J.V. "Jay" Vinyard was barely 21 when he went to China and flew a Douglas C-47 Skytrain over the "Hump" in 87 round trips between China and India. The cargo and fuel in the transport plane were critical to supply the 14th US Air Force and the Flying Tigers fighting the Japanese in China.
The Hump was the name given by Allied pilots at that time to the eastern end of the Himalayan Mountains. The Flying Tigers were a US volunteer group who came to China to fight the Japanese during World War II.
On Friday morning in Washington, visiting Chinese Central Military Commission Vice-Chairman Fan Changlong and his delegation met Vinyard, who will celebrate his 92nd birthday on August 7, and several children and grandchildren of Americans who helped Chinese during the War of Resistance against the Japanese (1937-1945).
Fan thanked the guests and expressed his gratitude to the Americans who helped and supported the Chinese cause 70 years ago. "The Chinese people have not forgotten that," he said.
He told the guests that China will hold a grand ceremony in Beijing on September 3 to mark the end of the War of Resistance against the Japanese and the world’s anti-fascist war.
Fan indicated that the event is not aimed at today's Japan or Japanese people. "It is to reflect on that part of history and prevent the revival of militarism," he said. Fan criticized Japanese Prime Minister Shinzo Abe’s views on history for not being truly remorseful to the crimes of Japanese militarism during the war.
Vinyard, who just returned from a trip to China in March, said he is very happy to be invited to China’s commemorative event in September. He said it’s a great feeling that Chinese people remember him so well.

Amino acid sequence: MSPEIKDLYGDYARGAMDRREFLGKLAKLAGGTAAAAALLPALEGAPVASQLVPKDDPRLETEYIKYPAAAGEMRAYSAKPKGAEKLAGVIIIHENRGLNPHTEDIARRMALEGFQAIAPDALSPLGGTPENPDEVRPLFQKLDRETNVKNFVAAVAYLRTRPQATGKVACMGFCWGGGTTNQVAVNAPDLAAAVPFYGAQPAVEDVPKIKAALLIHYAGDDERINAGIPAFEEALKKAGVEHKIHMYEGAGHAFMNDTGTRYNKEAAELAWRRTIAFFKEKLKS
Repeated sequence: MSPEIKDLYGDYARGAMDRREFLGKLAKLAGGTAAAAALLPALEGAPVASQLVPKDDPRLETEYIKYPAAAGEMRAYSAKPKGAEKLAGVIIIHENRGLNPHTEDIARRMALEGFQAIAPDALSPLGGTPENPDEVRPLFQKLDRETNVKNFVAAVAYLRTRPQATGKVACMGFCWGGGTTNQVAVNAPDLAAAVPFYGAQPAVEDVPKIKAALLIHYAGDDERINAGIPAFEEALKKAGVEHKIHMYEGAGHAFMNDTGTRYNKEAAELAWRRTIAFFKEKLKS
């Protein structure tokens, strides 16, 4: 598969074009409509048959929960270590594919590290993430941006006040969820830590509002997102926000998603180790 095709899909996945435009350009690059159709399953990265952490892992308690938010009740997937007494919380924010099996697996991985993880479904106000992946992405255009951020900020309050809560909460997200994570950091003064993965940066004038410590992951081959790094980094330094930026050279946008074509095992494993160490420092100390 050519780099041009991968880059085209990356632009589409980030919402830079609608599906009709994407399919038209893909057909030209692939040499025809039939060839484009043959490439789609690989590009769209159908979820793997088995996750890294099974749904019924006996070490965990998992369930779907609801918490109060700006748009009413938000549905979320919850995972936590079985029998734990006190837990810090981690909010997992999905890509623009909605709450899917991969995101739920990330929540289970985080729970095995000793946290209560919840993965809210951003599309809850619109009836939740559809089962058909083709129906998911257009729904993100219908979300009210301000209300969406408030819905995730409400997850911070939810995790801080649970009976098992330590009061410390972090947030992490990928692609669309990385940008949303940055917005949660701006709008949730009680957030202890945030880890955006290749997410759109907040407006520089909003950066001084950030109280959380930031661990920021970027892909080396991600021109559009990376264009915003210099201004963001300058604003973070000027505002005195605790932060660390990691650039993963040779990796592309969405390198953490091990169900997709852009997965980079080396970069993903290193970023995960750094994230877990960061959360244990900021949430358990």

“They honored me far beyond what I did,” he told Fan. “We appreciate that Chinese remember us. We are not always remembered,” said Vinyard, who lives in north Louisiana and is in good shape.
He explained that the US forces he belonged to during WWII were not part of the Flying Tigers, "but we were the ones that kept Flying Tigers flying. We were their pipelines, the fueling stations," he said.
Nell Calloway, granddaughter of Flying Tiger commander General Claire Lee Chennault, said at the ceremony that Americans can learn a lot from the Chinese in remembering their heroes.
Calloway said she is concerned about the current status of US-China relations, and that the two countries need to improve relations.
"To do this, we need to remember our history together, how we served together and fought together. We need to use this background of working together as brothers to win a war," she said.
Calloway said she would like to see the 70th anniversary not just as the 70th anniversary of the end of WWII. "I like to see it as our first anniversary of us coming together and working together towards a better future," said Calloway, who runs the Chennault Aviation and Military Museum in Monroe, Louisiana, to honor his grandfather and his comrade-in-arms in China.
Fan Changlong (3rd from right), vice-chairman of China's Central Military Commission, stands next to J.V. "Jay" Vinyard, a US WWII veteran who took part in the China-Burman-India Theater as a transport plane pilot. On Friday morning in Washington, Fan met Vinyard, who helped Chinese during the War of Resistance against the Japanese (1937-1945). Also attending the meeting were Nell Calloway (2nd from right), granddaughter of General Claire Lee Chennault, commander of the US volunteer air force group known as the Flying Tigers; John Domke (2nd from left) and Paula Stering (3rd from left), son and daughter of Paul Domke, who was in the US observer team to Yan'an, the communist cradle during the war; and Chinese Ambassador to the US Cui Tiankai (1st on the right) and members of Fan's visiting delegation. [Photo by CHEN WEIHUA/CHINA DAILY]